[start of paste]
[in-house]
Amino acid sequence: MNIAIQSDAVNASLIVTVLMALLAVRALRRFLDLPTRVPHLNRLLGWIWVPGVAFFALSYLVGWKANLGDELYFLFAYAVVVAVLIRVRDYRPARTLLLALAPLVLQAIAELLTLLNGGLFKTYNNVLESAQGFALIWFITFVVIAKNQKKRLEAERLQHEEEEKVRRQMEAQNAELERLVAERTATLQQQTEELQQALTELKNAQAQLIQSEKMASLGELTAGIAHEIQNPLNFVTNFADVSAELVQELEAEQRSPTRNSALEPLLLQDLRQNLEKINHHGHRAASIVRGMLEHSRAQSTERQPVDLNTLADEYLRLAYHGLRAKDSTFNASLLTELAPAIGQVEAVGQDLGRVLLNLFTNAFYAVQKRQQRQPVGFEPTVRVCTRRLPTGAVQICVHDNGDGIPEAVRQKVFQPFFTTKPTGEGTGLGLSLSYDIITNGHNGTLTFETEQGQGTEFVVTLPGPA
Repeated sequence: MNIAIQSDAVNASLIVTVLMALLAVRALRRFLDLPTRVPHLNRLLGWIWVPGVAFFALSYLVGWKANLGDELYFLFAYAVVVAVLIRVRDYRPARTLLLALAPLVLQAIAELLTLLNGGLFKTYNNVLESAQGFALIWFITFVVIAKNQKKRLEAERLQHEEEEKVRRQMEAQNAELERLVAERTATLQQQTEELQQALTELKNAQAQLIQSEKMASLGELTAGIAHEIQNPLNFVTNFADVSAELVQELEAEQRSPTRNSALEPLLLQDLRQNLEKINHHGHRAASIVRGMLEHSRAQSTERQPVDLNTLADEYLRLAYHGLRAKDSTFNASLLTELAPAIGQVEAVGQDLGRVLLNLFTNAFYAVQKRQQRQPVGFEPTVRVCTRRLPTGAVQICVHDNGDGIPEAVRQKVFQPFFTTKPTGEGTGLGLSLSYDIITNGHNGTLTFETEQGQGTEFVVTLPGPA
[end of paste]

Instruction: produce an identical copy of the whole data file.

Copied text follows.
[in-house]
Amino acid sequence: MNIAIQSDAVNASLIVTVLMALLAVRALRRFLDLPTRVPHLNRLLGWIWVPGVAFFALSYLVGWKANLGDELYFLFAYAVVVAVLIRVRDYRPARTLLLALAPLVLQAIAELLTLLNGGLFKTYNNVLESAQGFALIWFITFVVIAKNQKKRLEAERLQHEEEEKVRRQMEAQNAELERLVAERTATLQQQTEELQQALTELKNAQAQLIQSEKMASLGELTAGIAHEIQNPLNFVTNFADVSAELVQELEAEQRSPTRNSALEPLLLQDLRQNLEKINHHGHRAASIVRGMLEHSRAQSTERQPVDLNTLADEYLRLAYHGLRAKDSTFNASLLTELAPAIGQVEAVGQDLGRVLLNLFTNAFYAVQKRQQRQPVGFEPTVRVCTRRLPTGAVQICVHDNGDGIPEAVRQKVFQPFFTTKPTGEGTGLGLSLSYDIITNGHNGTLTFETEQGQGTEFVVTLPGPA
Repeated sequence: MNIAIQSDAVNASLIVTVLMALLAVRALRRFLDLPTRVPHLNRLLGWIWVPGVAFFALSYLVGWKANLGDELYFLFAYAVVVAVLIRVRDYRPARTLLLALAPLVLQAIAELLTLLNGGLFKTYNNVLESAQGFALIWFITFVVIAKNQKKRLEAERLQHEEEEKVRRQMEAQNAELERLVAERTATLQQQTEELQQALTELKNAQAQLIQSEKMASLGELTAGIAHEIQNPLNFVTNFADVSAELVQELEAEQRSPTRNSALEPLLLQDLRQNLEKINHHGHRAASIVRGMLEHSRAQSTERQPVDLNTLADEYLRLAYHGLRAKDSTFNASLLTELAPAIGQVEAVGQDLGRVLLNLFTNAFYAVQKRQQRQPVGFEPTVRVCTRRLPTGAVQICVHDNGDGIPEAVRQKVFQPFFTTKPTGEGTGLGLSLSYDIITNGHNGTLTFETEQGQGTEFVVTLPGPA